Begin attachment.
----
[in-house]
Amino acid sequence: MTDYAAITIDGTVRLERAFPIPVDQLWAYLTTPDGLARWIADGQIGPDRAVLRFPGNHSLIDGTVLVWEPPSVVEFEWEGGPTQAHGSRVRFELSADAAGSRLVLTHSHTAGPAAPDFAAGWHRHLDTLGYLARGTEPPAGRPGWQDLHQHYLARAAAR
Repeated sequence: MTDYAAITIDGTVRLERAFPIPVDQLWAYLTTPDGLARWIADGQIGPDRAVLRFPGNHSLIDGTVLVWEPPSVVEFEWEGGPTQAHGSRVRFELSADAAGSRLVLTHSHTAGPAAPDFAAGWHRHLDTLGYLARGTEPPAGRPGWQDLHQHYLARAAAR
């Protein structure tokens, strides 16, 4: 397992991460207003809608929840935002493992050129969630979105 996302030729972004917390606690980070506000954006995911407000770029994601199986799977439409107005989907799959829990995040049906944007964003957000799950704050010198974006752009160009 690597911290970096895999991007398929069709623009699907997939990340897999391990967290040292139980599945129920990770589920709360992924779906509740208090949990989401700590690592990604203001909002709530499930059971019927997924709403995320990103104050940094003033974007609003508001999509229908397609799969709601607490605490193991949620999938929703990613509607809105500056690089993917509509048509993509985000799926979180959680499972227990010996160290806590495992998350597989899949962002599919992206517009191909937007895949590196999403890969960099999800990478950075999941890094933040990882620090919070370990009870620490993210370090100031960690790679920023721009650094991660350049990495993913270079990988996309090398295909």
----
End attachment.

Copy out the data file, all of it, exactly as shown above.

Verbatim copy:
[in-house]
Amino acid sequence: MTDYAAITIDGTVRLERAFPIPVDQLWAYLTTPDGLARWIADGQIGPDRAVLRFPGNHSLIDGTVLVWEPPSVVEFEWEGGPTQAHGSRVRFELSADAAGSRLVLTHSHTAGPAAPDFAAGWHRHLDTLGYLARGTEPPAGRPGWQDLHQHYLARAAAR
Repeated sequence: MTDYAAITIDGTVRLERAFPIPVDQLWAYLTTPDGLARWIADGQIGPDRAVLRFPGNHSLIDGTVLVWEPPSVVEFEWEGGPTQAHGSRVRFELSADAAGSRLVLTHSHTAGPAAPDFAAGWHRHLDTLGYLARGTEPPAGRPGWQDLHQHYLARAAAR
């Protein structure tokens, strides 16, 4: 397992991460207003809608929840935002493992050129969630979105 996302030729972004917390606690980070506000954006995911407000770029994601199986799977439409107005989907799959829990995040049906944007964003957000799950704050010198974006752009160009 690597911290970096895999991007398929069709623009699907997939990340897999391990967290040292139980599945129920990770589920709360992924779906509740208090949990989401700590690592990604203001909002709530499930059971019927997924709403995320990103104050940094003033974007609003508001999509229908397609799969709601607490605490193991949620999938929703990613509607809105500056690089993917509509048509993509985000799926979180959680499972227990010996160290806590495992998350597989899949962002599919992206517009191909937007895949590196999403890969960099999800990478950075999941890094933040990882620090919070370990009870620490993210370090100031960690790679920023721009650094991660350049990495993913270079990988996309090398295909």